washingtonpost.com  > Technology > Special Reports > Microsoft

Page 2 of 2  < Back  

E.U. Regulators Say Microsoft Had Agreed to Sanctions

In Microsoft's view, the prospect of any such regulation would chill the innovation that is critical to the information-age economy.

Forrester said the European sanctions are "intended to achieve permanent structural change in the industry," which would be especially damaging in a field that shifts and evolves rapidly.

The European Court of First Instance is conducting the hearing on sanctions ordered against Microsoft for anti-competitive business practices. (Francois Lenoir -- Reuters)

_____Microsoft Corp_____
(MSFT) Stock Quote and News
Historical Chart
Company Description
Analyst Ratings

_____More About Microsoft_____
Microsoft Crafts Backup Plan (The Washington Post, Sep 28, 2004)
Microsoft Takes Stands Against Spam, Sanctions (The Washington Post, Sep 23, 2004)
Microsoft to Share Source Code With Governments (The Washington Post, Sep 21, 2004)
Melinda Gates Joins Washington Post Co. as Director (The Washington Post, Sep 10, 2004)
Microsoft's Homeland Security Efforts (Live Online, Aug 31, 2004)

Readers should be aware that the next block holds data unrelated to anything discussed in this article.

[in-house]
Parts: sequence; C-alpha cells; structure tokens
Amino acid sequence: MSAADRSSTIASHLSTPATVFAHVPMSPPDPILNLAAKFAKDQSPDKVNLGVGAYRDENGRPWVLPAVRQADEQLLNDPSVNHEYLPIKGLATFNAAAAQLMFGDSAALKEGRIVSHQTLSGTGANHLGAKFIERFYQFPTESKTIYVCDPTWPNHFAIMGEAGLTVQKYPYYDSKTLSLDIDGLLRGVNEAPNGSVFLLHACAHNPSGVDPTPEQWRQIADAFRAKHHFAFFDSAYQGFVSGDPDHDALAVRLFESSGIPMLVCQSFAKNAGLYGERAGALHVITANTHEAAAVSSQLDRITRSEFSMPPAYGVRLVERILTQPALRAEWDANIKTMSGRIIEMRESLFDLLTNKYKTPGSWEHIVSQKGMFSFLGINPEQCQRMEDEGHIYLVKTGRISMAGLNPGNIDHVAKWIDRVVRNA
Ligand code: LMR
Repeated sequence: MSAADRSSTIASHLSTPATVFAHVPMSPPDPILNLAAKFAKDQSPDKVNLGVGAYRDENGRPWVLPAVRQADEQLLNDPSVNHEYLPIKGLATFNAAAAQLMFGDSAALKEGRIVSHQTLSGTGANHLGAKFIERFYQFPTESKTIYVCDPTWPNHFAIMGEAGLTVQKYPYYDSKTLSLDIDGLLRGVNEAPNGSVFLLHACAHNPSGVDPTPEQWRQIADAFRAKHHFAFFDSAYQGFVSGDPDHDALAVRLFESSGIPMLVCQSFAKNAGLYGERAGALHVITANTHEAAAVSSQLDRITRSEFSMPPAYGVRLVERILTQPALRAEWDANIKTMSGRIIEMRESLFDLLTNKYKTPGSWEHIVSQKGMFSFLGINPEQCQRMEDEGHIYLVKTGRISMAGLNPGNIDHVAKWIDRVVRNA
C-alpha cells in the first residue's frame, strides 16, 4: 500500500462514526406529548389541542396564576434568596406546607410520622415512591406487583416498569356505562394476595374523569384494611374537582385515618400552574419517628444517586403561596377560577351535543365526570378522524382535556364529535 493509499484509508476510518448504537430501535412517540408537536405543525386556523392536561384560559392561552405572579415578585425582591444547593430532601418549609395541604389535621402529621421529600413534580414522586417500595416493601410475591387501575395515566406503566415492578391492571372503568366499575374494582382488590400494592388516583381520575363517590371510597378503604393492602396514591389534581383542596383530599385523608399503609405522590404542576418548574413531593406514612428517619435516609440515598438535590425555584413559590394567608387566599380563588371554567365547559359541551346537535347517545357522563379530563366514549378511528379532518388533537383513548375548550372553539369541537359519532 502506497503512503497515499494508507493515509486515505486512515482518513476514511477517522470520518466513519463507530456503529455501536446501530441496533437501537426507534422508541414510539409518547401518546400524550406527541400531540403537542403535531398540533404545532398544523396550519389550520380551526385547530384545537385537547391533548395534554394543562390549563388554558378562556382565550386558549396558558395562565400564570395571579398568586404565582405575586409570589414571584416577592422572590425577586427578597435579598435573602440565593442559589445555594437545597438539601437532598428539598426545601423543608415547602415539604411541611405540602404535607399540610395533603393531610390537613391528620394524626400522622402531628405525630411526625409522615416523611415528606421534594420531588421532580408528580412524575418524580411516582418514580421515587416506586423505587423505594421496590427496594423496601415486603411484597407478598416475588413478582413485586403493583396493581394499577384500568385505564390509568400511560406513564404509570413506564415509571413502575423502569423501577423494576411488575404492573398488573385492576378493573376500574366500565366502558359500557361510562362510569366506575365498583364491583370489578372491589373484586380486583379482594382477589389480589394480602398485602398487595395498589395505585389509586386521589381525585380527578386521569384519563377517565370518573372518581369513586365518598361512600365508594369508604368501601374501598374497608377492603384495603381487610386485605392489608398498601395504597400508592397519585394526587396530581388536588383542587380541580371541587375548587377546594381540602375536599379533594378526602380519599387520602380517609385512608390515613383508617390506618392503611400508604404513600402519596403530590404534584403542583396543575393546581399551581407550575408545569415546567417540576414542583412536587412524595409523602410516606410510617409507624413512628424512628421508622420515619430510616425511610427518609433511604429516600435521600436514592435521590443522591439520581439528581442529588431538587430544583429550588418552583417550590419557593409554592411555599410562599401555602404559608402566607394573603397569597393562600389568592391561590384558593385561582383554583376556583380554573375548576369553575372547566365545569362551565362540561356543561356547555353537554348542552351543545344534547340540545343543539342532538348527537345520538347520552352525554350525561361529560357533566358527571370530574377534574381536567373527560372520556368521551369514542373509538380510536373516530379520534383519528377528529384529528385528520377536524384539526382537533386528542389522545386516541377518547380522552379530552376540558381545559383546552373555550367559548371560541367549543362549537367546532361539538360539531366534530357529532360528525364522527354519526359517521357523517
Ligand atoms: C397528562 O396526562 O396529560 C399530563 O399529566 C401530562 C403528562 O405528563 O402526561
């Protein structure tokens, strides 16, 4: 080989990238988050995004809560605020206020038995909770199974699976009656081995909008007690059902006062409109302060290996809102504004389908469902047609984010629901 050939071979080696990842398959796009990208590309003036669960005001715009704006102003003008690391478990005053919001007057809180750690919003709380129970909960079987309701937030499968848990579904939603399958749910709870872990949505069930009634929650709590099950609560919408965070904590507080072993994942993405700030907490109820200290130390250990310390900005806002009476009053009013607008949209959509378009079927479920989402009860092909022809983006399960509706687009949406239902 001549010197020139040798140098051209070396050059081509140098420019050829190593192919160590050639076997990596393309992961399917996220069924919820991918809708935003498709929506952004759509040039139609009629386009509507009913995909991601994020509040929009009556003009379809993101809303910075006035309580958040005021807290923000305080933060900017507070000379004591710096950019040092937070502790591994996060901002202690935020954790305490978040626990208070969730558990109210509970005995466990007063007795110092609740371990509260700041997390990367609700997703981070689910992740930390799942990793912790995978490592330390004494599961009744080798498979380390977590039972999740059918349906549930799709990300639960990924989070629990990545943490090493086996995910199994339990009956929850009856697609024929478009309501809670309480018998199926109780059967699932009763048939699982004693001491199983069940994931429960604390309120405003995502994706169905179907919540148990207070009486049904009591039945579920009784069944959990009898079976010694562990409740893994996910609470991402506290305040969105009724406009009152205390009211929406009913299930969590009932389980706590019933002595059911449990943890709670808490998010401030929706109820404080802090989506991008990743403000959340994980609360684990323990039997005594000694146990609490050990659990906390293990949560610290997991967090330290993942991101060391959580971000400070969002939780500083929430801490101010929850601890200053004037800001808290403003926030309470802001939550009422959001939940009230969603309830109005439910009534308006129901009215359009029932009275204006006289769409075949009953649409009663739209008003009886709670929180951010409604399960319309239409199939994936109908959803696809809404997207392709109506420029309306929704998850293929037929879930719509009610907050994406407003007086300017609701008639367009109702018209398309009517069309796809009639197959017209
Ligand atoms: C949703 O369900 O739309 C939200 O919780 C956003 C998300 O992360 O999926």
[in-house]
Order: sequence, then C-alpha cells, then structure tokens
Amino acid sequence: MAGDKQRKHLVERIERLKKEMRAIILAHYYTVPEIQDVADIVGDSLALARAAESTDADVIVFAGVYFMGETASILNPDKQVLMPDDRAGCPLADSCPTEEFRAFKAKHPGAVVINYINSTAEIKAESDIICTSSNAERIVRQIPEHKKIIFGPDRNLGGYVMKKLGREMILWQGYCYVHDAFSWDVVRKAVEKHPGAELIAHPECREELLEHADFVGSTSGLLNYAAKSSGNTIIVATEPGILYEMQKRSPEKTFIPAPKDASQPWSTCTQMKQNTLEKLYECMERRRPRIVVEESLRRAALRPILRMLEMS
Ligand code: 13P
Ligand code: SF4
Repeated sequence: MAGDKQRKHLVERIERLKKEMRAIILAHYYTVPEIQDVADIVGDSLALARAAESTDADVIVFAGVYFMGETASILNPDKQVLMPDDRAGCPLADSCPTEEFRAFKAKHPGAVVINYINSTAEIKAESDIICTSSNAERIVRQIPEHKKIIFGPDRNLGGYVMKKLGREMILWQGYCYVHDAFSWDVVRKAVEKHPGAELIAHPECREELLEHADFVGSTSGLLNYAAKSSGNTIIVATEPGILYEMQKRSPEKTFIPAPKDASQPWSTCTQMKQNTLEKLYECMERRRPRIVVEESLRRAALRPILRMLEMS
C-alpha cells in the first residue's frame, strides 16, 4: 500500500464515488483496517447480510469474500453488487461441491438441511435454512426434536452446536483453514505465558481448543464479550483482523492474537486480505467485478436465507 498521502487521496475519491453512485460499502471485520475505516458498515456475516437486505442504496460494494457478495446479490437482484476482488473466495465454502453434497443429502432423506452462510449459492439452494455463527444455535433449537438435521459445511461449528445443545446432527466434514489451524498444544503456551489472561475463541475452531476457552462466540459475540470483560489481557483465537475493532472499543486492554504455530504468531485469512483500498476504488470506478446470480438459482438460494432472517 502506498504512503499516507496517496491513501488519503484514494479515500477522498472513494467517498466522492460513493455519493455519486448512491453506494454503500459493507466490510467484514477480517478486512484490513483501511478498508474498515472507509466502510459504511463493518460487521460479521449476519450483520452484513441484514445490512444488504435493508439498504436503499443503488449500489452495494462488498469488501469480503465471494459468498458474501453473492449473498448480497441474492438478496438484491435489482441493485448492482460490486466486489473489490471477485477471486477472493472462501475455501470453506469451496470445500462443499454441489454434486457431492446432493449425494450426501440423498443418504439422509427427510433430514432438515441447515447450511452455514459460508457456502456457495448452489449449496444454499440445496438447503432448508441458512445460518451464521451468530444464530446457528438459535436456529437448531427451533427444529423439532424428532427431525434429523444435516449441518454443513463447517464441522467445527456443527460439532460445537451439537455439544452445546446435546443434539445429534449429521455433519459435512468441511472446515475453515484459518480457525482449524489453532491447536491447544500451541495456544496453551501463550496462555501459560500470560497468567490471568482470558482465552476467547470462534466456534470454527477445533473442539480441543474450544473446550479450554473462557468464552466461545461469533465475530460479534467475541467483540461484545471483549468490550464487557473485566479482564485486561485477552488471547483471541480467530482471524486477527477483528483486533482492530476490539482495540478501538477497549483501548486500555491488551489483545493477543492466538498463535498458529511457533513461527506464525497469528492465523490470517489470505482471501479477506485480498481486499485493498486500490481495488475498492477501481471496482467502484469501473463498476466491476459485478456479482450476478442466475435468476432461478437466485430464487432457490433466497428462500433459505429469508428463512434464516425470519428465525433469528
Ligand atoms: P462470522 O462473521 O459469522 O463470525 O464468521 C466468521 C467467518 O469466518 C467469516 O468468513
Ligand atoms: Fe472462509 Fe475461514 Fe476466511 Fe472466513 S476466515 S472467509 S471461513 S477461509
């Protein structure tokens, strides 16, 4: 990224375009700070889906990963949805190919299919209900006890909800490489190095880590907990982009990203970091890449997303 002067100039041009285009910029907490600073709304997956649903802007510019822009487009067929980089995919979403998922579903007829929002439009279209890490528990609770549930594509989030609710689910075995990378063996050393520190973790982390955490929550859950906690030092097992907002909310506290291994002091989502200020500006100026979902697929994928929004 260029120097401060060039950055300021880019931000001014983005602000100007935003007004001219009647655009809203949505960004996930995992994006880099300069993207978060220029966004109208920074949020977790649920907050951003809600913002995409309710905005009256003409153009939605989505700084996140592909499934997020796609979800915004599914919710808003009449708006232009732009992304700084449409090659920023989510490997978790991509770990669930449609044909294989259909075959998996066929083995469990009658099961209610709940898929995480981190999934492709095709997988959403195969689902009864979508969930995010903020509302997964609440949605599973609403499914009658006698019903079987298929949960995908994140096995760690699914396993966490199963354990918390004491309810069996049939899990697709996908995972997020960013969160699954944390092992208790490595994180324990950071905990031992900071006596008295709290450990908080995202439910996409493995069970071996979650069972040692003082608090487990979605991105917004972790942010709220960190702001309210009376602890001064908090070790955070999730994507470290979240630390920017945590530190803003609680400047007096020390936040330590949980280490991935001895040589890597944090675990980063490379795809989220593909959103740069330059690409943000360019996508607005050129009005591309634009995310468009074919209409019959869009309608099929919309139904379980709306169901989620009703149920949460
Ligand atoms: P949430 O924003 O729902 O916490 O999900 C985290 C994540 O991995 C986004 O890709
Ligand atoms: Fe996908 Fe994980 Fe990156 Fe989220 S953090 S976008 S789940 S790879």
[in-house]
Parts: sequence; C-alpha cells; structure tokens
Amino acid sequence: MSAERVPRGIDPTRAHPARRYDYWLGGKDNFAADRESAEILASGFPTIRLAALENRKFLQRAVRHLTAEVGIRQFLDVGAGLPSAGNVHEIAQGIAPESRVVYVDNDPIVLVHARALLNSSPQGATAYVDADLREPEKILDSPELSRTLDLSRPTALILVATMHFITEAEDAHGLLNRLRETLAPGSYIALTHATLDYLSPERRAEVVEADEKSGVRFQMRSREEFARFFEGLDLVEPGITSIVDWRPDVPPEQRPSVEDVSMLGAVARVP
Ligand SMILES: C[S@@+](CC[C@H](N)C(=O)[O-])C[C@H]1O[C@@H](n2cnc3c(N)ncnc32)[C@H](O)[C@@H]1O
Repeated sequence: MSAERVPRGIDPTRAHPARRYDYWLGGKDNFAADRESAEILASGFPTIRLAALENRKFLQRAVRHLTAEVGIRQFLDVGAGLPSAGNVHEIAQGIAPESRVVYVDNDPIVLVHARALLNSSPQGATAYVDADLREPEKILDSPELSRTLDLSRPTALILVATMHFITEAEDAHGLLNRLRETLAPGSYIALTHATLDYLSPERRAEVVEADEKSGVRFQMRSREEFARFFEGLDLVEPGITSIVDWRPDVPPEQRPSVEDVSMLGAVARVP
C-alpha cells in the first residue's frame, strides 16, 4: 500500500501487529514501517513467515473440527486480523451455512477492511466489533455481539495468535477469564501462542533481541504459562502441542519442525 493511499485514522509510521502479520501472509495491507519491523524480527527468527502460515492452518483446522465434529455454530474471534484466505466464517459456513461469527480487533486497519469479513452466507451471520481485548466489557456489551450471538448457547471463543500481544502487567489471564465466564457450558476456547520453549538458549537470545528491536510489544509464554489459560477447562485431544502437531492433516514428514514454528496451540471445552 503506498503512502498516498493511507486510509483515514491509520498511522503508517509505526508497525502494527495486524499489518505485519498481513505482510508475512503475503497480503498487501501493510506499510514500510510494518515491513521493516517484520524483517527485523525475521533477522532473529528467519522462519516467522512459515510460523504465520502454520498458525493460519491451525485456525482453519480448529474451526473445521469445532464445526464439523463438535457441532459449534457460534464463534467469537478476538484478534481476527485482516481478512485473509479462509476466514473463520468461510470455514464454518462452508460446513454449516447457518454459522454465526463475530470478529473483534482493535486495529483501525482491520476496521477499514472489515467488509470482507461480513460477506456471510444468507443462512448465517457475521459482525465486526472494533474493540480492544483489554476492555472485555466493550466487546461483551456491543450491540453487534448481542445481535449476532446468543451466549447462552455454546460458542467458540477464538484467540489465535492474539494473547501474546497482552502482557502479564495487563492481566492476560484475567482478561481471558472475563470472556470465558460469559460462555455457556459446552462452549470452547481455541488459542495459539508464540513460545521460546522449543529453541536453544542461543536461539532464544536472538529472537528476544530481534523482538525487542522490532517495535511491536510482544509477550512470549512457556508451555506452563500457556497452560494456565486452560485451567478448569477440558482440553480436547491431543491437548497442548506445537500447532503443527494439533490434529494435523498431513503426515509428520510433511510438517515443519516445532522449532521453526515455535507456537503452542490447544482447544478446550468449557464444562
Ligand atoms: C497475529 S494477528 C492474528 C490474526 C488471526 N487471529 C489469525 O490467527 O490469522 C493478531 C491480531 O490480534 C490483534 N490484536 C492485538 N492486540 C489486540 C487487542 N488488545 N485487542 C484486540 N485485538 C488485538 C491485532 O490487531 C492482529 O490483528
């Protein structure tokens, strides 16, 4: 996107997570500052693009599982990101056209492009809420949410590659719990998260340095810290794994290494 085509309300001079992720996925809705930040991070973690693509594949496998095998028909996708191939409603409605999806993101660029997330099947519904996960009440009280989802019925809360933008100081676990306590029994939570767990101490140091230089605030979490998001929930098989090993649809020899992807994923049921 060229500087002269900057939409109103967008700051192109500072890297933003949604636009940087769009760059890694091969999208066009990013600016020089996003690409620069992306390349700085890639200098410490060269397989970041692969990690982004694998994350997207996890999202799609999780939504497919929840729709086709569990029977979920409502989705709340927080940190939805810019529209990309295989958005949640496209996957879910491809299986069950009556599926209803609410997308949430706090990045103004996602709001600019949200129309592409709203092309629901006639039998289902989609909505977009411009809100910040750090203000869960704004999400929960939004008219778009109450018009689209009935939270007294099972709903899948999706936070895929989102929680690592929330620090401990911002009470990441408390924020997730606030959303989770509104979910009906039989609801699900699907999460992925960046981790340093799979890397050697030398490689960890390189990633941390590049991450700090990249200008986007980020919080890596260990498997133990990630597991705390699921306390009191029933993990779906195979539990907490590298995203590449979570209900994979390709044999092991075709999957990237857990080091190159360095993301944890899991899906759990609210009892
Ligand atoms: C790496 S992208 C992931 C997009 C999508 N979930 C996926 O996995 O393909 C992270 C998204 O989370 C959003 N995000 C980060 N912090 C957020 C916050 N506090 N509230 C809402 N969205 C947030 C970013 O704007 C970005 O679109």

Report: Microsoft
_____Local Tech News_____
Johnson Will Retire Nov. 1 As CACI's No. 2 Executive (The Washington Post, Oct 1, 2004)
After the Big Drop (The Washington Post, Oct 1, 2004)
Corvis Will Change Name To Broadwing (The Washington Post, Sep 29, 2004)
More Headlines
Tech Events Calendar

He accused the commission of taking "the horticultural approach" to competition policy, seeking to prune Microsoft in an effort to let others grow. "That might work for shrubs," he said, but not for technology.

The company largely prevailed in this view in the United States, where federal courts rejected more aggressive sanctions, sought by several states, than those agreed to in the deal between the company and the Justice Department. That agreement did, however, provide for licensing of certain technical data, but not code that would allow a rival server system to work with Microsoft's system.

Europe, where Microsoft does roughly one-third of its business, is also critical to the company's growth, and Microsoft does not want to face differing regulations in various corners of the world.

The company also is counting on the expansion of its copyright and patent portfolios to help its business grow, and it sought to persuade Vesterdorf that the disclosure mandate would amount to stripping it of the core asset of any technology company, its intellectual property.

That view was seconded today by trade associations whose members support Microsoft's case. But European Commission lawyers and representatives of rival companies scoffed at the idea that the data Microsoft is being ordered to produce are valuable trade secrets.

"They are not kept secret because they are valuable," said Jeremy Allison, co-creator of the Samba server system. "They are valuable because they are kept secret."

< Back  1 2

© 2004 The Washington Post Company